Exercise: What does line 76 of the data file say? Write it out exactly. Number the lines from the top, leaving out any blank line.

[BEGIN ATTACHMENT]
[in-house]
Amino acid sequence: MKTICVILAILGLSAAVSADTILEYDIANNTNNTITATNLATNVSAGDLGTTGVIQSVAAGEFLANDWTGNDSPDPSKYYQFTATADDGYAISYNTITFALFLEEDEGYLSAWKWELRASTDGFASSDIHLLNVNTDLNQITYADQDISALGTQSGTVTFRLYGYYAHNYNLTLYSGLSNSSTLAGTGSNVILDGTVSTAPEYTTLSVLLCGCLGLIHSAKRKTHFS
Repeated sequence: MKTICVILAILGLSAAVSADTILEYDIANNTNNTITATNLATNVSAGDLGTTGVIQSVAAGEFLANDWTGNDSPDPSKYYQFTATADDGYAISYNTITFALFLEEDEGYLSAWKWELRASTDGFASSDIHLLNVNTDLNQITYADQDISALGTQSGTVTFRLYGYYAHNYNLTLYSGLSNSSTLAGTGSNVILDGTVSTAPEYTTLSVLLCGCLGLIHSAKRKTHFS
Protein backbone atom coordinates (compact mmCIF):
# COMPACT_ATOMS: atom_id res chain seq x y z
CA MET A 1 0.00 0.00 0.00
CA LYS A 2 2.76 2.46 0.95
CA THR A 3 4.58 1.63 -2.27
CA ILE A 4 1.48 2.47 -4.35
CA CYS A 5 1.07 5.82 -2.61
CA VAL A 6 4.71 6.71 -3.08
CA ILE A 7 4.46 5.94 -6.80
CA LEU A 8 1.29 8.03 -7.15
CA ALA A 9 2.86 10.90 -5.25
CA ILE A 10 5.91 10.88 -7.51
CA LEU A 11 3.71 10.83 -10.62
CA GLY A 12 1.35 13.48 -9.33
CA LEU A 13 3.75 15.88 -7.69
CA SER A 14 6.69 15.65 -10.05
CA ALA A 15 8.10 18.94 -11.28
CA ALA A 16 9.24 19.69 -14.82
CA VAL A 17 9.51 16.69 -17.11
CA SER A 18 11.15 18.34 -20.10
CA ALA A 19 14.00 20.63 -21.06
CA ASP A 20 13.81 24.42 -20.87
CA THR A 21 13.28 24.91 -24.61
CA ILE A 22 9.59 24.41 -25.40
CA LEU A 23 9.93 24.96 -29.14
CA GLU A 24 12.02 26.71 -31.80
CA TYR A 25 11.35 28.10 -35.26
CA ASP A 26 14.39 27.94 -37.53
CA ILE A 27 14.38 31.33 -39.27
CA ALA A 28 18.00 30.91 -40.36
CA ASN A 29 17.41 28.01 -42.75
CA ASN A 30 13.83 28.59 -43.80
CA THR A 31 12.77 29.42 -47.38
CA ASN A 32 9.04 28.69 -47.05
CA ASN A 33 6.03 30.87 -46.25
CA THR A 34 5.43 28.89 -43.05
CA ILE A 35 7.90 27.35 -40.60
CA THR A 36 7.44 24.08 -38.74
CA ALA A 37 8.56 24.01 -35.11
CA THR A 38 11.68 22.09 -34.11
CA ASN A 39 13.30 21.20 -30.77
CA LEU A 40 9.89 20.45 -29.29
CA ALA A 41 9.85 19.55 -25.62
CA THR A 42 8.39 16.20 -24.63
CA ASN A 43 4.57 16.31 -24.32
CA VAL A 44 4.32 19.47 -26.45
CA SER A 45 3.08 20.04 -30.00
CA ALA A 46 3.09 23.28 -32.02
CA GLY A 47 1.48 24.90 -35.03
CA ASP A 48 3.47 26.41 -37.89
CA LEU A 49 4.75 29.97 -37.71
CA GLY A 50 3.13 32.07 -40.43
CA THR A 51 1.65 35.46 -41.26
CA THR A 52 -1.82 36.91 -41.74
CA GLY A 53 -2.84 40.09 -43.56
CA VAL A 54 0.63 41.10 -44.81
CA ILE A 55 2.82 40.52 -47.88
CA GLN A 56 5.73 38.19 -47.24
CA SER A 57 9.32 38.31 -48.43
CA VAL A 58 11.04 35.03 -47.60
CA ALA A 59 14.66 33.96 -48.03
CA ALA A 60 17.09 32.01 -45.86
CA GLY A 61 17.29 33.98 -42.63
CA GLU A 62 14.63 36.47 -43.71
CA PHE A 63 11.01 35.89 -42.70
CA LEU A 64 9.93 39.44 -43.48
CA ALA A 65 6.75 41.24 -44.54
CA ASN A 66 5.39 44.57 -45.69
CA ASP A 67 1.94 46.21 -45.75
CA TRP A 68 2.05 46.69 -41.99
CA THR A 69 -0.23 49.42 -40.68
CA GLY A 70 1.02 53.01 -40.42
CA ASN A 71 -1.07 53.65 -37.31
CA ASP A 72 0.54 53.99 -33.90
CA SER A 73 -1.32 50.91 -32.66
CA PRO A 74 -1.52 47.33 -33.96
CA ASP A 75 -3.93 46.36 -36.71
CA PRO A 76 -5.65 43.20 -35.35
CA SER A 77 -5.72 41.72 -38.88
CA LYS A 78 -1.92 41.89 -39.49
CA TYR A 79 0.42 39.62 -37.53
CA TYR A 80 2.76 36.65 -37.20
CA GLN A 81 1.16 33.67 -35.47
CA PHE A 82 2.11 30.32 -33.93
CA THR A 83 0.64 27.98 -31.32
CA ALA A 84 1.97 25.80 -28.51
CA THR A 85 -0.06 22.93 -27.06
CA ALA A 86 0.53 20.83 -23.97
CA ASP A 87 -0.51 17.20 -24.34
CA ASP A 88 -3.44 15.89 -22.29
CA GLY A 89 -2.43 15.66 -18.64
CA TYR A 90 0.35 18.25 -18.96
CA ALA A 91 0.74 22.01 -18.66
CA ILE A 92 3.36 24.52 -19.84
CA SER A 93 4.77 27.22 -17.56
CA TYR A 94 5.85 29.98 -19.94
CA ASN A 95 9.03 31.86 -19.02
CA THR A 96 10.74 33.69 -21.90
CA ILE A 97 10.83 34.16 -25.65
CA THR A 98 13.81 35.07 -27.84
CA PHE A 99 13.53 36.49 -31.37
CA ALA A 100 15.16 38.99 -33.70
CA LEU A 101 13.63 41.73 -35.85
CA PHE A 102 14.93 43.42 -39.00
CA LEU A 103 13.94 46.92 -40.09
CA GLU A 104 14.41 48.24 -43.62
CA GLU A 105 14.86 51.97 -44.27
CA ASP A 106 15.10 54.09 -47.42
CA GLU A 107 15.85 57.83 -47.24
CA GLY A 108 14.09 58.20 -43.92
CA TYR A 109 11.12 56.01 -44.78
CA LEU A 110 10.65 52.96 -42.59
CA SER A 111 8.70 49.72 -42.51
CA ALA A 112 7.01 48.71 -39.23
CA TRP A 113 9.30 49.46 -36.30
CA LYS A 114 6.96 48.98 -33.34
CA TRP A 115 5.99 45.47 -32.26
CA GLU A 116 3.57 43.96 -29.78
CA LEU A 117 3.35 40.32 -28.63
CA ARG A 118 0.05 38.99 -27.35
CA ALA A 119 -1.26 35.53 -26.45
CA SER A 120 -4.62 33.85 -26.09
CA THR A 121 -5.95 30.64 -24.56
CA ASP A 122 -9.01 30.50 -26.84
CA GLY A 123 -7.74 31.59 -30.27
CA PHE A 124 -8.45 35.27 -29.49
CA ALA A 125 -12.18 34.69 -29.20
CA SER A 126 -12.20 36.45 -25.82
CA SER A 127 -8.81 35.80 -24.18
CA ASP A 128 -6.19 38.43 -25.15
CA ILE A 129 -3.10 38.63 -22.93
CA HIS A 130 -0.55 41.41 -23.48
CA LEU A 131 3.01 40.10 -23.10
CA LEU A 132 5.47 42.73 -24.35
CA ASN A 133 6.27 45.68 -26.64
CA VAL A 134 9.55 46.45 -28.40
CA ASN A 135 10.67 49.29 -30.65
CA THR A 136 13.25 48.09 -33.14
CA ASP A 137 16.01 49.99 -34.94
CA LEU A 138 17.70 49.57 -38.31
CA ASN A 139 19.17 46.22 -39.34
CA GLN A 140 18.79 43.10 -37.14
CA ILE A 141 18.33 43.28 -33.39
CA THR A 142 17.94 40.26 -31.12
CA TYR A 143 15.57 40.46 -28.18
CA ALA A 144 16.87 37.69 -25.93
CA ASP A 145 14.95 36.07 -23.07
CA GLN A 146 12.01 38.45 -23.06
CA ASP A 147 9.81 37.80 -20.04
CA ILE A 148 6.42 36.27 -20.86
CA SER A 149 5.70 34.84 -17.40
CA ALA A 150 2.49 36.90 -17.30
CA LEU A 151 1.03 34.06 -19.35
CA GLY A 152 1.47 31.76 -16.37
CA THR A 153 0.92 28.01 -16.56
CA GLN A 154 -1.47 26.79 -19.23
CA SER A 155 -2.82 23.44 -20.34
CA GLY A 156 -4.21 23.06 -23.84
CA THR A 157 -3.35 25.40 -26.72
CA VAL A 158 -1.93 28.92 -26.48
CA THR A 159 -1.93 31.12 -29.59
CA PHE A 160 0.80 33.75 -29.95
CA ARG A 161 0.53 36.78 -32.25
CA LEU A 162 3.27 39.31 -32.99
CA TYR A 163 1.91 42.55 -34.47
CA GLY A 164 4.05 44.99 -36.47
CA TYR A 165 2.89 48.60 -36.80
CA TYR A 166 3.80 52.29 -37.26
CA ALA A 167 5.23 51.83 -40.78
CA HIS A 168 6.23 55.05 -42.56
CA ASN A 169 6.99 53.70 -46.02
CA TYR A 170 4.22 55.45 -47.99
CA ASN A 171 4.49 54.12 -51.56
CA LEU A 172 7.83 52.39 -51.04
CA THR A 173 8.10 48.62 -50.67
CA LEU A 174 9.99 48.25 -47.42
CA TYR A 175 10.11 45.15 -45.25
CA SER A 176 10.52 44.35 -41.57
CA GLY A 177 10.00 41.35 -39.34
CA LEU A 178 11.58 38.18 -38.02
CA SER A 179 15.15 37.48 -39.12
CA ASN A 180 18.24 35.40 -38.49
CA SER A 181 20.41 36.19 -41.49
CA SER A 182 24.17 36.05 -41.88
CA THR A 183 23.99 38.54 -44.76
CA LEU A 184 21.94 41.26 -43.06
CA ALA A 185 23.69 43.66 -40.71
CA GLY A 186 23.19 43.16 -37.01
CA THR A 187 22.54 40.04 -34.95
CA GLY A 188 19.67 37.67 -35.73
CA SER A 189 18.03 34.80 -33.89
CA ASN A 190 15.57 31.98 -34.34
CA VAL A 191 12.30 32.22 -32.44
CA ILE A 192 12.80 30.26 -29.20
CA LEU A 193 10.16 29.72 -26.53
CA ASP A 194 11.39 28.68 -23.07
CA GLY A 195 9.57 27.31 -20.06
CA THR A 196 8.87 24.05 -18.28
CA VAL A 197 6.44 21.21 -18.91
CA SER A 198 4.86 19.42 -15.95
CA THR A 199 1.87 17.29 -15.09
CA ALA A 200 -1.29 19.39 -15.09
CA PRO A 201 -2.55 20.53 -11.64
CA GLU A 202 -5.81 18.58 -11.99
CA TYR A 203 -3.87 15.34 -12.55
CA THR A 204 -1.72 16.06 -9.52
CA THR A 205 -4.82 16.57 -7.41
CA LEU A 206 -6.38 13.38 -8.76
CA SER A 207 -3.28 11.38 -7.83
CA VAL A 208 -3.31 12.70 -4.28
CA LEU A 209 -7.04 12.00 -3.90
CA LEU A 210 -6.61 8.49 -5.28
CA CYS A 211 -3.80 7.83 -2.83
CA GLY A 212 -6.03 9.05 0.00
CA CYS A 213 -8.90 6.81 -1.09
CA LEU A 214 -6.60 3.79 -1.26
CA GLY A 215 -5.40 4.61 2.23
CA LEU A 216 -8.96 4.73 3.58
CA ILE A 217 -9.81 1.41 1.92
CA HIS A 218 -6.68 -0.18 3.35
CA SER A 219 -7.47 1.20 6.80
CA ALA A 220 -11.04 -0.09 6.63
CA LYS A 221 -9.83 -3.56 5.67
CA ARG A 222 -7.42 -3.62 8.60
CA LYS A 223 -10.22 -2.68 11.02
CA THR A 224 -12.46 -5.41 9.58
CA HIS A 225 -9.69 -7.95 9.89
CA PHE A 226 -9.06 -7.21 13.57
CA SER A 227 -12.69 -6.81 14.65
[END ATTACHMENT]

CA ASN A 71 -1.07 53.65 -37.31